The Merit Fitness 725T Plus Treadmill features a number of upgrades to the earlier 715T Plus design, including a greater choice of workout programs, and a power incline instead of manual.
This review makes some important comparisons between these two treadmill models, as well as the customer reviews and workout programs to help you decide on the best choice of treadmill for under $500.
Before buying any new treadmill, there are 3 main things that need to be top of your list in terms of features to compare – the motor power, running area size, and speed settings.
While other features like a cushioning system are certainly important, you need to be sure that the power of the motor is strong enough to maintain a challenging belt speed, at the same time as having enough space to build up to your full running stride.
In this respect the Merit Fitness 725T Plus is extremely well balanced, with a 2.50 CHP motor, 10 mph max. belt speed, and 18″ x 50″ workout area.
This means that there’s enough power to maintain the 10mph top speed, even under the weight of the full 250 lb capacity at the 10% incline.
You also have the benefits of Merit’s AEROSoft Plus cushioning system, which helps to reduce the impact on your knee and ankle joints while you run.
Is the Merit Fitness 725T Plus good value for money?
If you’re thinking about buying a new treadmill, one of the most important factors in determining which model you buy will usually be the price.
Before we take a closer look at the design features of the Merit Fitness 725T Plus, we first wanted to see how difficult it was to find competing treadmills at a similar price point, which also offer the same features or better.
Although we had no difficulty in finding a lower priced manual treadmill, it was virtually impossible to find one that was motorized and offered close to the same level of features.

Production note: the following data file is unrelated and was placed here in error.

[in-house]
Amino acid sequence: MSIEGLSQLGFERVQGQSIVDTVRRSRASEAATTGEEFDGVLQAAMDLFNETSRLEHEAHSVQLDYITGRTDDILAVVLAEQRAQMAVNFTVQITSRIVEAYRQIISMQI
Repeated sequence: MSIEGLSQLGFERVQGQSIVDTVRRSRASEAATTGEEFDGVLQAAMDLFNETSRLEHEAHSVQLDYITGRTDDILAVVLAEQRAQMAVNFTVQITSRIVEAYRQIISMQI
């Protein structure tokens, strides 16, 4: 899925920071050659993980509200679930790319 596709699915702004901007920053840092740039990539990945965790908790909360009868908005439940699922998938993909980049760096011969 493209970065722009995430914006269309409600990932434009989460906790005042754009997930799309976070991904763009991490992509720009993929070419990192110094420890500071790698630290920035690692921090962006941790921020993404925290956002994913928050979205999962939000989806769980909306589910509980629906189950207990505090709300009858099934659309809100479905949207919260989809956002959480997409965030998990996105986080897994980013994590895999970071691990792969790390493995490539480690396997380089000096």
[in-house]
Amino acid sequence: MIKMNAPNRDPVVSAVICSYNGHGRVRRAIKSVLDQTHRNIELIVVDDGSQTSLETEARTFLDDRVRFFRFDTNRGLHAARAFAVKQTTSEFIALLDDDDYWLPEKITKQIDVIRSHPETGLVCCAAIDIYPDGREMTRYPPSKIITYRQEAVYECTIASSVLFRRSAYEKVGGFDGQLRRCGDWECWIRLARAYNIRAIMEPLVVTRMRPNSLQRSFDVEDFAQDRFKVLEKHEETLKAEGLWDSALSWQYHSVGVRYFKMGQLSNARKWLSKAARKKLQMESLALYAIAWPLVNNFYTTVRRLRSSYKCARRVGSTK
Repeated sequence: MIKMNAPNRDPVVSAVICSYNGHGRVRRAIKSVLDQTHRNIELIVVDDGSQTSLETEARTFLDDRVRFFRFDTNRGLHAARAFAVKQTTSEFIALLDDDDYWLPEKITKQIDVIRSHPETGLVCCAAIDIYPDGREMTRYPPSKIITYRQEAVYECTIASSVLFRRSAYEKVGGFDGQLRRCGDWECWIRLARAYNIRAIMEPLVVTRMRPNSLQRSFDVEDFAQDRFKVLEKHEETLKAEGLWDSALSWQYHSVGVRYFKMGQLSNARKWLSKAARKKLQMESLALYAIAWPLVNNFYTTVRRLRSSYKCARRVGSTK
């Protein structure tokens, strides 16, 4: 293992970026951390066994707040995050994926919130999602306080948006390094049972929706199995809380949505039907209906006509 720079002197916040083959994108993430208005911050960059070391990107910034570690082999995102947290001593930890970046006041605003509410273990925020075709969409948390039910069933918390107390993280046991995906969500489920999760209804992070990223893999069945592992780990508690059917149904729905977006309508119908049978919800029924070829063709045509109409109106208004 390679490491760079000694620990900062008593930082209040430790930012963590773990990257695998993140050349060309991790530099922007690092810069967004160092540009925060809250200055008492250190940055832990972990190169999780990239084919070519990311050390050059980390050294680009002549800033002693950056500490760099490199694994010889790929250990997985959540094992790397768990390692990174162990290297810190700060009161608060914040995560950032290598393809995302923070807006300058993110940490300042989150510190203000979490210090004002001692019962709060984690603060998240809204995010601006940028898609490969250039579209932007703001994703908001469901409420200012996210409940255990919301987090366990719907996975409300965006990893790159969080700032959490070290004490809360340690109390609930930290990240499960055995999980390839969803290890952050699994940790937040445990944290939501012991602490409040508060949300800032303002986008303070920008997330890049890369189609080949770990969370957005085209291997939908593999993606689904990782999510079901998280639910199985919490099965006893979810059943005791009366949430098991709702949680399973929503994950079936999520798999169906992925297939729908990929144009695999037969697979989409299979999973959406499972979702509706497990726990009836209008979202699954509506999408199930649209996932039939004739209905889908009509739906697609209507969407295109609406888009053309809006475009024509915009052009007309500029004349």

In fact, it’s really not until you start looking at treadmills that cost around $200 more than the 725T Plus that you start finding some of the same features.
The ProForm 6.0 RT was the closest we could find, which also offers the 10mph max. belt speed, 8 preset workout programs, and 10% power incline.
The motor power was exactly the same, but there were differences in the weight capacity and size of the running area (50 lb higher weight capacity and an additional 5 inches on the length of the running area), which may appeal to taller users.
But for a difference in price of over $200 at the time of writing this review, we would probably be looking for a few more improvements to make us choose the ProForm model over the design from Merit Fitness.
Merit Fitness 725T Plus – Features Summary
- Home treadmill with top-quality 2.50-horsepower drive motor
- Intuitive console controls with adjustable speed from 0 to 10 miles per hour
- 2-window LED display tracks your time, speed, distance, calories, and more
- Spacious 18-by-50-inch workout area with AEROSoft cushioning system
- Folding frame for easy storage
Display console design
One of the key features to look for on any treadmill that offers a power incline is a set of quick-select buttons for controlling the angle of the running deck.
This is also the first treadmill in the Merit Fitness range that offers a dot matrix display, which replaces one of the LED screens we saw on the 715T Plus.
In terms of the workout feedback, the LED screens are used to display your speed, time, heart rate, distance, incline, and calories burned, while the dot matrix display shows the profile of your current workout program.
Merit Fitness 715T Plus Treadmill Display Console